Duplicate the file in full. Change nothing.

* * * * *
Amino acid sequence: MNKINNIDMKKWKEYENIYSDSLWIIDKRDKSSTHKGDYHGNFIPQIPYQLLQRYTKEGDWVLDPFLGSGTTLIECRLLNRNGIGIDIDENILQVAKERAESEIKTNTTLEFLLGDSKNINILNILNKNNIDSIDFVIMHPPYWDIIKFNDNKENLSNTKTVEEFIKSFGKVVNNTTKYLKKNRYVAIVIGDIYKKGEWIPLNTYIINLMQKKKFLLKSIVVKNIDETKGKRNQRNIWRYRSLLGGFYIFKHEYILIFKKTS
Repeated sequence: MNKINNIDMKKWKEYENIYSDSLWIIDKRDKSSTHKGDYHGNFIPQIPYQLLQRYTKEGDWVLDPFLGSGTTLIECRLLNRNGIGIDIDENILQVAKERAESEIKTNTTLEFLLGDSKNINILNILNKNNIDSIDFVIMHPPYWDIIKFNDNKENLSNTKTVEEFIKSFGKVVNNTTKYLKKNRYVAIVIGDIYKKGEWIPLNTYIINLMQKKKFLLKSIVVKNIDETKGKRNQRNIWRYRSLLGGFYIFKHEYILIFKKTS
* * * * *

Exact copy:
Amino acid sequence: MNKINNIDMKKWKEYENIYSDSLWIIDKRDKSSTHKGDYHGNFIPQIPYQLLQRYTKEGDWVLDPFLGSGTTLIECRLLNRNGIGIDIDENILQVAKERAESEIKTNTTLEFLLGDSKNINILNILNKNNIDSIDFVIMHPPYWDIIKFNDNKENLSNTKTVEEFIKSFGKVVNNTTKYLKKNRYVAIVIGDIYKKGEWIPLNTYIINLMQKKKFLLKSIVVKNIDETKGKRNQRNIWRYRSLLGGFYIFKHEYILIFKKTS
Repeated sequence: MNKINNIDMKKWKEYENIYSDSLWIIDKRDKSSTHKGDYHGNFIPQIPYQLLQRYTKEGDWVLDPFLGSGTTLIECRLLNRNGIGIDIDENILQVAKERAESEIKTNTTLEFLLGDSKNINILNILNKNNIDSIDFVIMHPPYWDIIKFNDNKENLSNTKTVEEFIKSFGKVVNNTTKYLKKNRYVAIVIGDIYKKGEWIPLNTYIINLMQKKKFLLKSIVVKNIDETKGKRNQRNIWRYRSLLGGFYIFKHEYILIFKKTS